Tips for weight management

Dr Jim Rawlinson BVMS MBA MRCVS


  1. Know your pony’s weight and monitor changes.
    It can be hard to spot steady weight gain, especially if you see your horse or pony every day. That’s why regular checking of their weight is essential for spotting trends.
    A weigh tape is a simple method and if done repeatedly, by the same person, will give a good indication of weight gain (or loss) over time. I do all my horses and ponies on the first of every month, all year-round.



2. Know how much you are feeding.
If your horse or pony is stabled for some part of the day, they will likely be receiving some extra food or forage. It’s easy to accurately measure out any hard feed, but with hay it’s hard to estimate how much is being fed and easy to end up giving too much. With my ponies, I use a simple handheld hay scale to weigh the nets when I make them up, so they get the right amount each day.



3. Do they need a rug?
Whether or not to rug will depend on many factors so every horse and situation will be different. But horses and ponies use calories to keep warm, so going without a rug, if appropriate, can help with the weight loss. I take the first opportunity to ditch the rug with my Welsh C “Good Doer”.


4. Grazing muzzles.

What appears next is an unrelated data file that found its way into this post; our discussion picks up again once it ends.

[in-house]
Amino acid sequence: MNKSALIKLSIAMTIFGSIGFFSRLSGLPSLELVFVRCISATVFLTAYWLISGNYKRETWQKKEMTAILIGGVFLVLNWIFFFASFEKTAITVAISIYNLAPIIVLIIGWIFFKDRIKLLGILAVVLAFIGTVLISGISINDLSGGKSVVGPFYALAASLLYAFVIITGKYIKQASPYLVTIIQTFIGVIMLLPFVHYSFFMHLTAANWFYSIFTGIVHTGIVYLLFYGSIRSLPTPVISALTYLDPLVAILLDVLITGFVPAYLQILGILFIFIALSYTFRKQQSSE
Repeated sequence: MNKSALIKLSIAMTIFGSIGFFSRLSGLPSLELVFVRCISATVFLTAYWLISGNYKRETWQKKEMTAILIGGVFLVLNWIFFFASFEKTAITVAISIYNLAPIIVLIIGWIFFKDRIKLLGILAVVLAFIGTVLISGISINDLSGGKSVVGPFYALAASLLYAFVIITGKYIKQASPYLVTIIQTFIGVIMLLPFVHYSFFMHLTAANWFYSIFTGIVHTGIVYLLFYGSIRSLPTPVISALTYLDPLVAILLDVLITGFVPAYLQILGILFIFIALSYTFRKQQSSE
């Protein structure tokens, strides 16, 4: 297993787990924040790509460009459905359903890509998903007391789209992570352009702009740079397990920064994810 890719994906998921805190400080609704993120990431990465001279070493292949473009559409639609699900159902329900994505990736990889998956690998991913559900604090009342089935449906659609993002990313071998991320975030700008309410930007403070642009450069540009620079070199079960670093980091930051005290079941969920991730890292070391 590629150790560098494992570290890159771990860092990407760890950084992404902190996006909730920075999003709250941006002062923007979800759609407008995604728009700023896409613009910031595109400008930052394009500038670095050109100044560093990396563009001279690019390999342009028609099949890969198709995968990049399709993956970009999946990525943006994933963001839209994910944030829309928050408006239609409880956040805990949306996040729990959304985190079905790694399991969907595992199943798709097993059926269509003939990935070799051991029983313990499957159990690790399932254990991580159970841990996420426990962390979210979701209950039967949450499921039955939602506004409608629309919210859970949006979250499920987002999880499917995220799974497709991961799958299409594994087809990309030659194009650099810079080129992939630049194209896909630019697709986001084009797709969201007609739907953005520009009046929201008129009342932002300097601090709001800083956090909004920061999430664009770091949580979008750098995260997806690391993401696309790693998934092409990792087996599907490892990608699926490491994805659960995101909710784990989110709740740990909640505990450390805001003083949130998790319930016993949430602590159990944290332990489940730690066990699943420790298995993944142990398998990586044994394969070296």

Grazing muzzles can split opinions, but they can be used to help with weight management in horses and ponies. The aim is to reduce grass intake, not to stop them eating and they must be able to drink when wearing one.
Remember, it is essential it fits well, your horse or pony should be supervised closely the first time one is used, and they should never stay on 24 hours. If you are not familiar with grazing muzzles, then it’s best to get expert advice before trying one.


5. Know the early signs of laminitis.
Laminitis is a very serious condition, and although linked to many factors, overweight horses and ponies on spring grass must be considered at risk. Don’t wait for classical signs to develop, any stiffness or reluctance to walk, heat in the feet, general lethargy or reluctance to get up should prompt a call to the vet for advice.










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